Our friends across the Atlantic enjoyed their annual Thanksgiving holiday last Thursday. Traditionally the day after Thanksgiving started the end of year shopping season, for whichever of the festivals you personally choose to celebrate at this time of year.
Americans eventually started referring to the day after Thanksgiving as Black Friday – a day for retailers to offer deep discounts to start the holiday season – and about five years ago this tradition started taking off in the UK. Now it is well established and very few retailers in the UK ignored Black Friday last week. Black Friday is now extended throughout the entire weekend by most retailers, with today being known as Cyber Monday – when there is more of a focus on online sales.
Amazon started their Black Friday promotions over a week ago. They used the run up to last Friday to offer different daily discounts in different departments with additional discounts promised for Friday itself. Many other retailers also started early, such as Morrisons, eBay, Argos, Boots, Tesco, and Carphone Warehouse. Many others promised to keep their deals for Black Friday itself, but it’s clear that the single day event is being stretched throughout November.
It’s clear to see why retailers enjoy this start to the festive season. Last year UK retail sales on Black Friday exceeded £1bn for the first time, with £3bn spent over the Black Friday weekend – these figures were a 35% increase on 2014. Full results are not yet in for 2016 as today is usually included in the results, but Barclaycard said that Black Friday credit card transactions were up by 6% this year and Nationwide said that their customers had spent 13% more than last year.
The research company Verdict Retail has predicted that Black Friday 2016 will be the biggest ever in the UK, however they strike a note of caution for retailers who think that this bonanza can increase forever. Industry analyst Zoe Mills said:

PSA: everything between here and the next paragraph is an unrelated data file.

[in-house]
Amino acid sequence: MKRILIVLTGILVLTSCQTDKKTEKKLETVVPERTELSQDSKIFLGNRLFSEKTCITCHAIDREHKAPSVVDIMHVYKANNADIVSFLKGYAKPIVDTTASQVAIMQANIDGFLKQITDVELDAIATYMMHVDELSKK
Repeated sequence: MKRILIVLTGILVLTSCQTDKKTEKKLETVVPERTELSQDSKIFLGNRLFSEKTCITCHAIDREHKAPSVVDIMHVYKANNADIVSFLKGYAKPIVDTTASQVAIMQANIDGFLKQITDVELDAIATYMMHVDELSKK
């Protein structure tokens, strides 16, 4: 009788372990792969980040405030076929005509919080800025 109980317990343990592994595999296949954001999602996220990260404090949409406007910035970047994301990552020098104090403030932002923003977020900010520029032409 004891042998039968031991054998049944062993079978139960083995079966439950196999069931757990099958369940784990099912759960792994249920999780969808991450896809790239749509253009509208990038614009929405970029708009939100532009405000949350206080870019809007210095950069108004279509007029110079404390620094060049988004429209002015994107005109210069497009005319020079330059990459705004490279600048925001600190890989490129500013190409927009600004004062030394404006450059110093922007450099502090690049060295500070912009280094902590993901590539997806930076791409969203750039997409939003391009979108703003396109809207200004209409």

“This year, we expect to see the greatest participation in Black Friday yet, kick-starting the Christmas-buying season. However, the event’s future success is unknown, as consumers become more price sensitive and retailers struggle to drive incremental spend.”
Verdict research shows that around two-thirds of Black Friday purchases are by customers who have delayed making a purchase or brought-forward a planned purchase, so these are sales that would have taken place anyway. Only a third of Black Friday business is really related to impulse purchases because of great prices and customers are getting more price sensitive so it might be that the event runs out of steam within another couple of years.
For now though, it looks like this past weekend will be another bumper one for retailers in the UK. No British retailer will be able to match the $17.8 billion of sales in a single day achieved by the Alibaba Group in China recently on Singles Day, but it looks like we’ll be seeing another British record.
Did you find any Black Friday bargains? Please leave a comment here or tweet me on @matt_sims1.